Obama’s Financial Push Misses the Boat
Liz | 04/23 at 01:06 PM
Remember the old Rolaids commercial: “How do you spell relief”? An entire generation grew up thinking the answer was: R-O-L-A-I-D-S. Democrats have produced a new source of confusion: “how do you spell reform?” Answer: THOUSANDS OF PAGES OF BEWILDERING BUREAUCRACY.
President Obama stormed Wall Street’s gates yesterday, demanding quick passage of measures he promises will prevent further financial crises. Just as in the healthcare debate, the politically motivated rush to judgment is a mistake.
For sure, we need to overhaul financial regulations. (Have you noticed how “financial reform” has become “Wall Street reform”? Just as he attacked insurers to ram through healthcare, Obama has demonized greedy fat cat bankers in his quest to change the rules. It’s so much easier when it’s personal.)
First and foremost we need to assess the findings of the Financial Crisis Inquiry Commission, to see what went wrong. That was the brief given to the bipartisan group currently holding hearings into the cause of the collapse. Unfortunately, they are not due to report out until December 15 – way past the due date for our accelerating president. The Commission folks might as well pack it in and go home. It seems the Dems have all the answers they need.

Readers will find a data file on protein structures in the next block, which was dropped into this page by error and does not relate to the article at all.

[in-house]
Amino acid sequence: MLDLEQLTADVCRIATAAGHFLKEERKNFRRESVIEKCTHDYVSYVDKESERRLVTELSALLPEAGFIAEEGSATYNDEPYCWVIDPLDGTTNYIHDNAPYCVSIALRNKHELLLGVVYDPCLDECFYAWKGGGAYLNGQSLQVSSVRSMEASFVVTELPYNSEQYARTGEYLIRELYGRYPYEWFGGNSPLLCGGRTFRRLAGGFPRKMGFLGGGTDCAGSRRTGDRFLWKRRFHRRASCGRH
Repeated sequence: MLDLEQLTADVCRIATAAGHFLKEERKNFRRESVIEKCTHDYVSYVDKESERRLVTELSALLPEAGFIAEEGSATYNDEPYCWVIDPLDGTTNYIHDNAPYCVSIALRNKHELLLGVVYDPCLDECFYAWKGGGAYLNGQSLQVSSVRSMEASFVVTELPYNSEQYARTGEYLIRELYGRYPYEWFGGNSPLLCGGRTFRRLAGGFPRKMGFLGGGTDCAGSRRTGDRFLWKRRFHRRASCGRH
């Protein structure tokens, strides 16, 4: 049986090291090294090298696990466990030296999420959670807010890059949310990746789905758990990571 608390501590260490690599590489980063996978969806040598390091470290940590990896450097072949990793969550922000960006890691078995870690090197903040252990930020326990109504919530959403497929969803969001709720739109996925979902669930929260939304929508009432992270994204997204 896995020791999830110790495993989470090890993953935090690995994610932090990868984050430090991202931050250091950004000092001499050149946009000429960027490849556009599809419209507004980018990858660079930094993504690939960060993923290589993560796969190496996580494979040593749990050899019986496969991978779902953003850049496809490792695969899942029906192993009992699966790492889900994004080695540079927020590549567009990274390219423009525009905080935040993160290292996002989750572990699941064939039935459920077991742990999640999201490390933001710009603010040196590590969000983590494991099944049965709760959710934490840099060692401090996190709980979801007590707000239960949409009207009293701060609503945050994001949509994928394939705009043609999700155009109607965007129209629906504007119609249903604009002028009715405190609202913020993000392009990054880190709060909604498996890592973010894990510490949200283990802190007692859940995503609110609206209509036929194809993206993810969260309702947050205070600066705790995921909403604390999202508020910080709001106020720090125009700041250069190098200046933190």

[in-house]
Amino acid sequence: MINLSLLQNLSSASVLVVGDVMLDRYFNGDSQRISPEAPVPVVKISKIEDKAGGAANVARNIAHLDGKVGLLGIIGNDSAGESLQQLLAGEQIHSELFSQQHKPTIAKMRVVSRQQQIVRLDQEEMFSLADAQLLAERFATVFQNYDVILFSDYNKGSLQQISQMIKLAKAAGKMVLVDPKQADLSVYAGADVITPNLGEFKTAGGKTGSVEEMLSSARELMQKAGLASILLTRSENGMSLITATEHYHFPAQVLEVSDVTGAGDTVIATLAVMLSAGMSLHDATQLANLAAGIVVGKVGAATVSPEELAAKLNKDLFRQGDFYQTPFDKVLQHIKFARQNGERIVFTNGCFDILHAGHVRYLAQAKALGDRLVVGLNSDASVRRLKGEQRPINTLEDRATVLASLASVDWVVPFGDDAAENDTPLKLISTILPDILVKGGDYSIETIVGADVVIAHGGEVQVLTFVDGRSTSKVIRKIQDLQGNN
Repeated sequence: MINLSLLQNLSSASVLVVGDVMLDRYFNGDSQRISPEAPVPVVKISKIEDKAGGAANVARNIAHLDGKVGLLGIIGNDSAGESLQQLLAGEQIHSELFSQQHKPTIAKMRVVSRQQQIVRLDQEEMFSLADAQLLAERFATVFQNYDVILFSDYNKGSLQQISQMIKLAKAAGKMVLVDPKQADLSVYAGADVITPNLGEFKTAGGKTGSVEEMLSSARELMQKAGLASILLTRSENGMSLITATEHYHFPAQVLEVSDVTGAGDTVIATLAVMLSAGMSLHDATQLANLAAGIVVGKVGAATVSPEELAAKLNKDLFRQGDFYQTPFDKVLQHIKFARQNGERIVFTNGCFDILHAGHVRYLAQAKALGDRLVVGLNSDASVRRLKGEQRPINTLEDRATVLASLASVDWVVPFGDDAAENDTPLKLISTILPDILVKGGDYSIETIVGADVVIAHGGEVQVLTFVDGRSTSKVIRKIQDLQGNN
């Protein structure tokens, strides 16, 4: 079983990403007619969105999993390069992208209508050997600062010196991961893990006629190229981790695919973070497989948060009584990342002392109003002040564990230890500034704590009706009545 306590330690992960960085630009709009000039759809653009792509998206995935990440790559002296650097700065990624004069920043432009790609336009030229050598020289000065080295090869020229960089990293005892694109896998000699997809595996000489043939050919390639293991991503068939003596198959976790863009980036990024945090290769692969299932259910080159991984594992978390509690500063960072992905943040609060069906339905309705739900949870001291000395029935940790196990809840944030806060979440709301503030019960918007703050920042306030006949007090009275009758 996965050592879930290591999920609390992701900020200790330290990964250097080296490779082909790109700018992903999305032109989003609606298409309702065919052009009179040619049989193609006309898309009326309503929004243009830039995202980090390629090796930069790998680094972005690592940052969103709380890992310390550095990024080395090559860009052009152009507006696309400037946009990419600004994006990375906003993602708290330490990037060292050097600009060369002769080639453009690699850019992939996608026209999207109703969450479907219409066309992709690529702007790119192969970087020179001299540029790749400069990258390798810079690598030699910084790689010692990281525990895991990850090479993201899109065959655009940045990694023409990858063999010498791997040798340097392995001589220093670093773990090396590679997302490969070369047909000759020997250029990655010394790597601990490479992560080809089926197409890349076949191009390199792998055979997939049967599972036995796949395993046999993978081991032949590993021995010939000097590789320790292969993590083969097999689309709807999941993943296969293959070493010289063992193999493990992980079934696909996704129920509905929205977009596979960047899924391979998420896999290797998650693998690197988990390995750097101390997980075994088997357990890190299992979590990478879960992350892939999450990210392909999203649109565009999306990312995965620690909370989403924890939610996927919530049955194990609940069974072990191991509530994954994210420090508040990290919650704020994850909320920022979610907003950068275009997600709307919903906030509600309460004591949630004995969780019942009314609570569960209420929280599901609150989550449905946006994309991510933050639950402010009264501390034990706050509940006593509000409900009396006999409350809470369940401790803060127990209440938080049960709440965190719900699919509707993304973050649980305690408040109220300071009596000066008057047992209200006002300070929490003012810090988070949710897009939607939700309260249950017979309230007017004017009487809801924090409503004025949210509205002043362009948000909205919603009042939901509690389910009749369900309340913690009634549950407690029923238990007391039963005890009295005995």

Flying on one wing, as it were, and without the benefit of considered analysis, Senator “Friend of Angelo” Dodd has put together a smattering of changes and regulations that get at some of the causes of the financial meltdown, while leaving aside some of the most problematic. Left off the list is any effort to reconsider the role of Fannie Mae and Freddie Mac, explicit caps on leverage, and changes in how the ratings agencies are compensated. Most unfortunate, perhaps, is that Dodd et al chose not to effect politically difficult changes to how we regulate our financial markets. As financial products proliferated over the decades, our supervisory framework became as overstuffed with commissions and bureaus as your grandmother’s attic, allowing financial firms to pick and choose their regulator.
By far the greatest distortion caused by this historical cobbling is that the Senate Agriculture Committee oversees the extremely sophisticated derivatives industry. The committee is concerned with issues such as school lunch programs and relief payments for farmers. That they are also charged with keeping tabs on credit default swaps stems from the early days of the futures markets, where farmers traded pork bellies and soy bean futures to manage their incomes. Time has moved on; figuring out derivatives trading today could challenge a nuclear physicist.
To her credit, Committee Chair Blanche Lincoln has put forward some of the toughest regulatory changes under consideration, and some of the most useful. Among other things, she calls for all financial derivatives to be traded on exchanges and cleared through clearing houses. These measures would provide more transparency in the markets, and presumably would reduce the risk of virus-like failures. Given the long-reaching tentacles of the credit default swaps created during the boom, and the gigantic amounts of money involved, these proposals seem sensible, though hard to achieve. Already numerous industry participants are arguing that their particular niche should be granted an exemption; undoubtedly, too many “carve-outs” will occur, reducing the impact.